Today I discovered this nice video of a lecture by Thurston:

https://youtu.be/daplYX6Oshc

in which he explains how a knot can be turned into a “fabric for universes”. For example, the unknot can be thought as a portal to Narnia, and when you pass again you switch back to Narnia. This forms in a sense a $mathbb{Z}/2mathbb{Z}$. Then he proceeds to explore what fabric one gets with the treefoil and you get an $S_3$. I am sure there is some real geometry behind but I can’t grasp how to translate a portal into something homotopic.

A way to formalize this would be the following. Take a knot $K$ in $mathbb{R}^3$. Fix a tubular neighborhood $N$ of $K$. For each point $x$ in the knot take the loop $L_x$ obtained as the sphere bundle of $N$ at $x$ (a small circle around $x$ that jumps into the portal). Then there exist a connected 3-manifold $M$ with a (finite?) cover $M to mathbb{R}^3 setminus K$ such that the “monodromy in small circles” around $L_x$ has order two for all $x$. Then we set the “group of universes” as the group of cover automorphisms.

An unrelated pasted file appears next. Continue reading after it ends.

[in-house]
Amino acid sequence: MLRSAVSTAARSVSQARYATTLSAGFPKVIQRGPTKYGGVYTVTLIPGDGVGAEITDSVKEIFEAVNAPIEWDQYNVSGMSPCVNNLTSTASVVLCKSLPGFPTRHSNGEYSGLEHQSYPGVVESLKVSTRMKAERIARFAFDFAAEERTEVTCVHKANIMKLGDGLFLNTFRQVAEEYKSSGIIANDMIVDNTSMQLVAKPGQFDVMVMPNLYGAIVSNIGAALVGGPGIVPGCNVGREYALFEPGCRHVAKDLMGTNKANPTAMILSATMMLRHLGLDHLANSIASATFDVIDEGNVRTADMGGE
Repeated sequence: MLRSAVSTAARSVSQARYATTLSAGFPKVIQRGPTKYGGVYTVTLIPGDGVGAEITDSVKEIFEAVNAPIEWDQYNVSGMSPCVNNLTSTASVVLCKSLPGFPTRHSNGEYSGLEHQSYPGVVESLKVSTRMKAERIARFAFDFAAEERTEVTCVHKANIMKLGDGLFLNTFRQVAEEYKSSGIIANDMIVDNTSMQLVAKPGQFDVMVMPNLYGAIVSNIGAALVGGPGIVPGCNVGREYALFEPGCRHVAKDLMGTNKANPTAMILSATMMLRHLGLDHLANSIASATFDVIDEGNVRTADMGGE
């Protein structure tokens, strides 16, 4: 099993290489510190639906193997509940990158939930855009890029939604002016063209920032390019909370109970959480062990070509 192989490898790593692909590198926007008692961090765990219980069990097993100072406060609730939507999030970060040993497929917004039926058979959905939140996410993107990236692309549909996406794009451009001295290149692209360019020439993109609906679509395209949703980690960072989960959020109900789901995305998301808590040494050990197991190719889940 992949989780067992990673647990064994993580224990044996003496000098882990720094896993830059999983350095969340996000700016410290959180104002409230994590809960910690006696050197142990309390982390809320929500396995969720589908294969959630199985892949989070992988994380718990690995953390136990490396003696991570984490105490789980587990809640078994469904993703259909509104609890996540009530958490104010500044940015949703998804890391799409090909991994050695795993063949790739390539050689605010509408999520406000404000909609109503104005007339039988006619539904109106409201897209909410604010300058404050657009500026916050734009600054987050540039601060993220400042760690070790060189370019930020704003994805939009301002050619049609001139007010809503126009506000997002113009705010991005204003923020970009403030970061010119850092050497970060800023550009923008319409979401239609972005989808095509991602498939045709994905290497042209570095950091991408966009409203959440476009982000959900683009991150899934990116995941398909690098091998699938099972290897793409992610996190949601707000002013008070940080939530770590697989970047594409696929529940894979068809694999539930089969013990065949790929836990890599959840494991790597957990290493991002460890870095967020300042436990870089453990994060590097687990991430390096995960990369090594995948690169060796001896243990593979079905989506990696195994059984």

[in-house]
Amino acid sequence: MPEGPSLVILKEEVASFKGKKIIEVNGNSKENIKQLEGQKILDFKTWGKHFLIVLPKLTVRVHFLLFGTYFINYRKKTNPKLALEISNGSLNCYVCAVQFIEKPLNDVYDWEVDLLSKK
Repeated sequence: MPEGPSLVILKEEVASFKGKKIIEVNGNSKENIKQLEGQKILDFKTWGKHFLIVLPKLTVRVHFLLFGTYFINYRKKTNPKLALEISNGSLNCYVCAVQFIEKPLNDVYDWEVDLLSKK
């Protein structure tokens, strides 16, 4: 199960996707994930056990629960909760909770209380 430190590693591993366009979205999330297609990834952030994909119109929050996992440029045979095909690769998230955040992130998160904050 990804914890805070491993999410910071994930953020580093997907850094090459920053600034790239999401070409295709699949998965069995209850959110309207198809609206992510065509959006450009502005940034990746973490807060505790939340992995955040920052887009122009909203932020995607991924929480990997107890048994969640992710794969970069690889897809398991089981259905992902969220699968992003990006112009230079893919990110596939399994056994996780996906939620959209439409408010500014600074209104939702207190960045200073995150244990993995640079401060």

I think this captures the previous idea in the following sense: to each locus of $mathbb{R}^3 setminus K$ we have $n$ counterimages that represent the different worlds. Some branch should be chosen to make distinguishing between worlds possible. The constraint on monodromy ensures that if you jump twice through the same portal (at least for the portals very close to the boundary) you get back.

Does such a manifold exist for all knots? Is this construction just some simplification of the fundamental group of the complement?